CRYSTAL FALLS - Sgt. Wade Cross of the Iron County Sheriff's Department guided jurors through the remainder of the prosecution's evidence on day six of the murder trial against David Levack.
Levack, 45, of Kingsford faces felony counts of open murder, felony murder, home invasion, and witness intimidation for allegedly killing 81-year-old Joyce Johnson of Stambaugh Township before she could testify against him in a stolen property trial on Sept. 27, 2011.
On Tuesday, Iron County Prosecutor Melissa Powell allowed Sgt. Cross to explain the phone records that had been obtained in the case.
Sgt. Wade Cross, center, guides members of the jury through phone records displayed on a computer monitor. Also pictured are Judge C. Joseph Schwedler, left, and Iron County Prosecutor Melissa Powell.
Nikki Younk/Daily News Photo
Sgt. Cross testified that the last call received on Johnson's landline was from a cell phone at 9:03 p.m. on Sept. 26, 2011. The call lasted about three minutes.
Investigation into that particular cell phone determined that it was a TracFone that was activated on Sept. 22, 2011 and last used at 11:40 p.m. on Sept. 26, 2011.
Sgt. Cross testified that the same TracFone also made calls to and received calls from Levack's mother Doreen Chastain, Levack's brother Dan Levack, Levack's former neighbor Lex Johnson, and Levack's friend Randy Lincoln.
"Levack is the common denominator among those people," said Sgt. Cross. "We believe it (the TracFone) was his."
Also, Sgt. Cross testified that the calls to and from the TracFone were hitting off various cell phone towers throughout the evening of Sept. 26. Calls up through 7:46 p.m. were hitting off the Iron Mountain tower, calls up through 9:03 p.m. were hitting off of the Florence, Wis. tower, and calls after that time were hitting off of the Long Lake, Wis. tower.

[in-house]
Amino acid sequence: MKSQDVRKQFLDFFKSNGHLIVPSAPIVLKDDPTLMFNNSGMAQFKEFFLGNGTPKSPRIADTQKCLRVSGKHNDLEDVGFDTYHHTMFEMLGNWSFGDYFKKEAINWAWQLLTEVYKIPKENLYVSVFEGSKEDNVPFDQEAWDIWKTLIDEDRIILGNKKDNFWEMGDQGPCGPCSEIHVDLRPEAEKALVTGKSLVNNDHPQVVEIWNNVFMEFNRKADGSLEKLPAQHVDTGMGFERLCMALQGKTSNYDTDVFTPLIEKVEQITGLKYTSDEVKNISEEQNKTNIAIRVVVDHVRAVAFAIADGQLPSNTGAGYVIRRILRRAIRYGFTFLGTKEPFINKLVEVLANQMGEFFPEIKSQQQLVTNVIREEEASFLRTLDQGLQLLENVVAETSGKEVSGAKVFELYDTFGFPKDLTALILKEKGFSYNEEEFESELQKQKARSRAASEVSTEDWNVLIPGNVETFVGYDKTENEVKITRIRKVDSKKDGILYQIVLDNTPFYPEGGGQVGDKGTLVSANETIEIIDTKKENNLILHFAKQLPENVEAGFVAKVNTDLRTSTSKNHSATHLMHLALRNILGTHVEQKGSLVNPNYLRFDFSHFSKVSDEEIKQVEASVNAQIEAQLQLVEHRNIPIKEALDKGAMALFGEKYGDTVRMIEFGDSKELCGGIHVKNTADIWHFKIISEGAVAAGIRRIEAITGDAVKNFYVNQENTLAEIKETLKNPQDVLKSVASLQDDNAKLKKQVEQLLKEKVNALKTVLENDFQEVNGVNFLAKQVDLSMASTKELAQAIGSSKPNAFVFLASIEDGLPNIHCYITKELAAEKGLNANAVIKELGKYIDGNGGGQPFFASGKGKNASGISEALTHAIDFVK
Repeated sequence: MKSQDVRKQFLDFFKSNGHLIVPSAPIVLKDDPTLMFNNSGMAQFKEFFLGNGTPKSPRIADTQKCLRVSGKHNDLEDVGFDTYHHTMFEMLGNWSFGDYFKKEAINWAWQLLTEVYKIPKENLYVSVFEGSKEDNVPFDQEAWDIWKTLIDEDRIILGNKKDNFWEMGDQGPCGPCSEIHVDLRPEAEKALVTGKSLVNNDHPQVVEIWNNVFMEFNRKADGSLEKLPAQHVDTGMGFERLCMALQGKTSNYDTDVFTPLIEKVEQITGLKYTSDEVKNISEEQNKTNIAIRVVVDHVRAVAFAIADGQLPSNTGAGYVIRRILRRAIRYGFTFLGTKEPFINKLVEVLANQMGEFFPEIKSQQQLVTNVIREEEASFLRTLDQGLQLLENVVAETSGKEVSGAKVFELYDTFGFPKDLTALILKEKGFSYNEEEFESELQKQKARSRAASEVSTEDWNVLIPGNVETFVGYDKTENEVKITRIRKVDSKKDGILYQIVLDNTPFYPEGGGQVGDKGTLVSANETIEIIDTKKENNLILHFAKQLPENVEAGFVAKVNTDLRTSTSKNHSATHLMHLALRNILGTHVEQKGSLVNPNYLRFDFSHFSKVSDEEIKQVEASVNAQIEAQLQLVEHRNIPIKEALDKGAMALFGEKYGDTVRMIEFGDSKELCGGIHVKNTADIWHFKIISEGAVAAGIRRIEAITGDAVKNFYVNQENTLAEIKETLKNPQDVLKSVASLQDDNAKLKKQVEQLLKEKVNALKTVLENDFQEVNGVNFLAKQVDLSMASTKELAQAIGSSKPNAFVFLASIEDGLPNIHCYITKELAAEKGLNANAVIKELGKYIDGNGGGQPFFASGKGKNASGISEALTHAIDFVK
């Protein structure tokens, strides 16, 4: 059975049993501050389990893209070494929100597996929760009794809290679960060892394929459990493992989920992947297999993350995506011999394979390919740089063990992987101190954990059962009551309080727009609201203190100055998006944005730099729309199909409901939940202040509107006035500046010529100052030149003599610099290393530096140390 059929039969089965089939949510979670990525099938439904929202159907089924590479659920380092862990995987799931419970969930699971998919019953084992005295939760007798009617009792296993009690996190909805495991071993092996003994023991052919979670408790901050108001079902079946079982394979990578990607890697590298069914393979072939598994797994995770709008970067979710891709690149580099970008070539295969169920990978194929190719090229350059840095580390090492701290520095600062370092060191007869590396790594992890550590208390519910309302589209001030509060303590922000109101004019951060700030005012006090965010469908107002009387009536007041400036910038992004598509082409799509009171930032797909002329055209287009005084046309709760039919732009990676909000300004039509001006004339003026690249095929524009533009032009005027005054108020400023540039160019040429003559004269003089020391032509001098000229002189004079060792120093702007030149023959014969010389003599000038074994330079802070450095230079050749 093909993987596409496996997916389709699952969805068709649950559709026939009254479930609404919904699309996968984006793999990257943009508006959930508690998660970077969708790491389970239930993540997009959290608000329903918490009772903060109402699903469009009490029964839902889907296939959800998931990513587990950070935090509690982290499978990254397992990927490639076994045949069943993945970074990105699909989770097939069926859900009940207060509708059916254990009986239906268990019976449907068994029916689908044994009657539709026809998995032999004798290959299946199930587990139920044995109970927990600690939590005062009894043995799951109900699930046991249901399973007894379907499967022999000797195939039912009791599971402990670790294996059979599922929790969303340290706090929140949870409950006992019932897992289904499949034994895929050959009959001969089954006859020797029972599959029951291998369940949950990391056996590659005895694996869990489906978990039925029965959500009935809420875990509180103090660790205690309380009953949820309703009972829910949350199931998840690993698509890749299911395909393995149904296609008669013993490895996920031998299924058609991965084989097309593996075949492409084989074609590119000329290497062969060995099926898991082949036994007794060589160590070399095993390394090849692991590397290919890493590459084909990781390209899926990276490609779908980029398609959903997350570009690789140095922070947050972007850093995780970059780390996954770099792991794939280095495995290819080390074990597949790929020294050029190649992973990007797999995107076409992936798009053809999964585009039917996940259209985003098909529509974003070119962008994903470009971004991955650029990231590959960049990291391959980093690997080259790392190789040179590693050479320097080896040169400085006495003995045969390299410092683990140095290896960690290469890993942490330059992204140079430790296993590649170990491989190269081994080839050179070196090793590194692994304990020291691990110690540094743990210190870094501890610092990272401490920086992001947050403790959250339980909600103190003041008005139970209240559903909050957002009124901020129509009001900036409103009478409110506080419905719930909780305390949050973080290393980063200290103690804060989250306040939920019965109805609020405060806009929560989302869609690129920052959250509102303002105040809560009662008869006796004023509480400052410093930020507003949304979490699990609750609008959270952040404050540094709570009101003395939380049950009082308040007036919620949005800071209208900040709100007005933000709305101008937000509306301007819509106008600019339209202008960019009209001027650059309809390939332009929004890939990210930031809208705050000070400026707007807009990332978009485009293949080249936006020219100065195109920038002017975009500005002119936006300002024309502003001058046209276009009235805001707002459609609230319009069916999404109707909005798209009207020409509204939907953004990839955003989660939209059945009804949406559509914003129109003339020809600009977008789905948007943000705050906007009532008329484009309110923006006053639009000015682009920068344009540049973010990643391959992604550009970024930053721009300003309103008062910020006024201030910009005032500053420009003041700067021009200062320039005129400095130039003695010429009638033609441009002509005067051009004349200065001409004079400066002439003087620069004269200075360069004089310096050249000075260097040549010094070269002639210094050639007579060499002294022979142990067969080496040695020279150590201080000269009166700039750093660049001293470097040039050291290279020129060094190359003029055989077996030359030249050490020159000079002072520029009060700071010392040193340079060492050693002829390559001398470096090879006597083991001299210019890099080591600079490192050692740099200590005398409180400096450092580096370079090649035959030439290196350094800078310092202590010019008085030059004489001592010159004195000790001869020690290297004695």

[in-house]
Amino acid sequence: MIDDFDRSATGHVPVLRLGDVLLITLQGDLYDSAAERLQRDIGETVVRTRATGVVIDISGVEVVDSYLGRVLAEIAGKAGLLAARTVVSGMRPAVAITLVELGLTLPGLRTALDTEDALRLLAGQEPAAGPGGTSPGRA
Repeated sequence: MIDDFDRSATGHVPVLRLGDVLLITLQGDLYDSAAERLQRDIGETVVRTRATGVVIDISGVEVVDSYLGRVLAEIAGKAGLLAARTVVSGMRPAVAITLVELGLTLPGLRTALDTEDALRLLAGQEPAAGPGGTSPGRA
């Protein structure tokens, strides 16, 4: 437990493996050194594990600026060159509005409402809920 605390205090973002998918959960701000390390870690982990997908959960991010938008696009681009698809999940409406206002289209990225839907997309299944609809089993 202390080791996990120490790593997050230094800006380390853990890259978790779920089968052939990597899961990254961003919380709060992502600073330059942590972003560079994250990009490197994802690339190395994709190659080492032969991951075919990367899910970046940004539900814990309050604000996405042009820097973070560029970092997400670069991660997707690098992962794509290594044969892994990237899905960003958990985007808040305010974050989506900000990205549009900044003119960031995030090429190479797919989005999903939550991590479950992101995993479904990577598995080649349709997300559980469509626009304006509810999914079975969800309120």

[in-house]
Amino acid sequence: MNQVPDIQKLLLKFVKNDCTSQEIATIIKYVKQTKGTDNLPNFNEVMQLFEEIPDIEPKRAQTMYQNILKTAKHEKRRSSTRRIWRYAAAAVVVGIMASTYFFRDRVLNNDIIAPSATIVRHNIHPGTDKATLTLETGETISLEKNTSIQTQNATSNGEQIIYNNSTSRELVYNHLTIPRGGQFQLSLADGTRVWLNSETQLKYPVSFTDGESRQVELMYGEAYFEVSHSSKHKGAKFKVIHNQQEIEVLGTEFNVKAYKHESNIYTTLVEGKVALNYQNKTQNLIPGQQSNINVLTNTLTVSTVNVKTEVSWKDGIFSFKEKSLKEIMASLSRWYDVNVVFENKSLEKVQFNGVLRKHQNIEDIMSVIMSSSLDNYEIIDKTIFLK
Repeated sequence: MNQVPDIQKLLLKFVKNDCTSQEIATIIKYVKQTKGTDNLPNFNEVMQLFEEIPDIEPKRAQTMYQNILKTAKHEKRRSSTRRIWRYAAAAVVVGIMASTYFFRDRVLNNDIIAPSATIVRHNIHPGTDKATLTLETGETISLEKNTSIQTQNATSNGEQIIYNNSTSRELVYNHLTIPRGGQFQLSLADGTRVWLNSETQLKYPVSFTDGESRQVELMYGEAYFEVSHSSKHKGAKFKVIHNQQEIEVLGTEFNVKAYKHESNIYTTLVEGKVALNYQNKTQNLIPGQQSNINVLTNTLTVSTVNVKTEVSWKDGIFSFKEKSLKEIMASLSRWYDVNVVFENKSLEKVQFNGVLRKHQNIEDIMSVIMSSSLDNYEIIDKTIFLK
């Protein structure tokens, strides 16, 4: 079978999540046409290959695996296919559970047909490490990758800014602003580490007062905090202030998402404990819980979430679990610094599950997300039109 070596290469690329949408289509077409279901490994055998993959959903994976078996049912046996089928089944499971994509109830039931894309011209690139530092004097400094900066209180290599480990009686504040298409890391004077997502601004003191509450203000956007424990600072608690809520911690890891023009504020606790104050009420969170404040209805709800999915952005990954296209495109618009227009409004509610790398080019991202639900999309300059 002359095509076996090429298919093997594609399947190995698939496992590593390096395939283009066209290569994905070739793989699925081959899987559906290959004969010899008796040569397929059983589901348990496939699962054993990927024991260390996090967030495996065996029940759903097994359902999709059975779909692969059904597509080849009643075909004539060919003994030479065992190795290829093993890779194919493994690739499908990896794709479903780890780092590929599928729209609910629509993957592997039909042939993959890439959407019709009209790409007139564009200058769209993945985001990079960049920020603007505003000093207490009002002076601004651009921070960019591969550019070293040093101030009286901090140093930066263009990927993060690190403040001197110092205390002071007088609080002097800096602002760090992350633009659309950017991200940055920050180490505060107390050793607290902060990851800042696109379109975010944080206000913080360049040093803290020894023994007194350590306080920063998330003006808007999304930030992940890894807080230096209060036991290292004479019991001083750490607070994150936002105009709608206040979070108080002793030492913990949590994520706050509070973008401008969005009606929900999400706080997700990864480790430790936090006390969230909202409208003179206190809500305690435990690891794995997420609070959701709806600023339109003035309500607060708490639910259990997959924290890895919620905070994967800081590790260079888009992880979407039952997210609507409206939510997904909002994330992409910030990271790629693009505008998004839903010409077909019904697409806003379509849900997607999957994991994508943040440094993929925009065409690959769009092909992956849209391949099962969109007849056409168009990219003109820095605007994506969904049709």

Powell pointed out that the murder scene is in the coverage area of both the Florence and Long Lake towers.
During cross examination, Levack's attorney Dan Jaspen argued that the TracFone did not belong to Levack, since there were several calls between the TracFone and one of Levack's cell phones.
"Why would two phones associated with David Levack be making calls to each other?" Jaspen asked.
Jaspen also questioned why investigators did not obtain information on all of the phone numbers that made calls to or received calls from the TracFone.
In addition, Jaspen disputed the ranges of the cell phone towers. He said the information would be a fact for the jury to decide.
Sgt. Cross then moved on to possible points of entry into Johnson's home. He testified that he found a metal lock for a sliding glass door resting on a table in Johnson's dining room. Although the table was dusty, there was no dust on the lock, said Sgt. Cross.
"Someone would have needed to enter the residence beforehand - maybe when she (Johnson) was at church on Sunday - in order to remove the lock from the interior," Sgt. Cross explained.
Previous witnesses testified that they saw Levack in the area around Johnson's home on Sunday, Sept. 25. Levack told investigators that he was bird-watching on that day.
During cross examination, Jaspen asked Sgt. Cross if there has been any evidence presented in court that definitively placed Levack in Johnson's home around the date of the murder. Sgt. Cross said no.
Powell wrapped up her case just before 3 p.m. Tuesday. Jaspen then started calling witnesses.
John Kivisaari, who was Levack's court-appointed attorney in the stolen property case, testified that he had discussed the possible outcomes of that case with Levack.
According to Kivisaari, if Levack was convicted in the stolen property case, he probably would have spent a year or less in the Iron County Jail.
Iron County Sheriff's Department Deputy Ryan Boehmke testified about his interview with Brian Krause while Krause was incarcerated at the Florence County Jail.
Previously in the trial, Krause testified that he overheard Levack and a mutual friend, Lori Juneau, discussing details of Johnson's murder.
Jaspen pointed out that in the Krause interview, Krause first claimed that Levack and Juneau were using "we" statements. Krause later claimed that Levack was using "I" statements. Jaspen theorized that the "we" statements could mean that Juneau was involved.
Juneau then took the stand. She testified that she never had a conversation with Levack regarding the murder, and she never traveled with Levack to Iron County.
Jaspen will continue to call witnesses today.
Nikki Younk's e-mail address is firstname.lastname@example.org.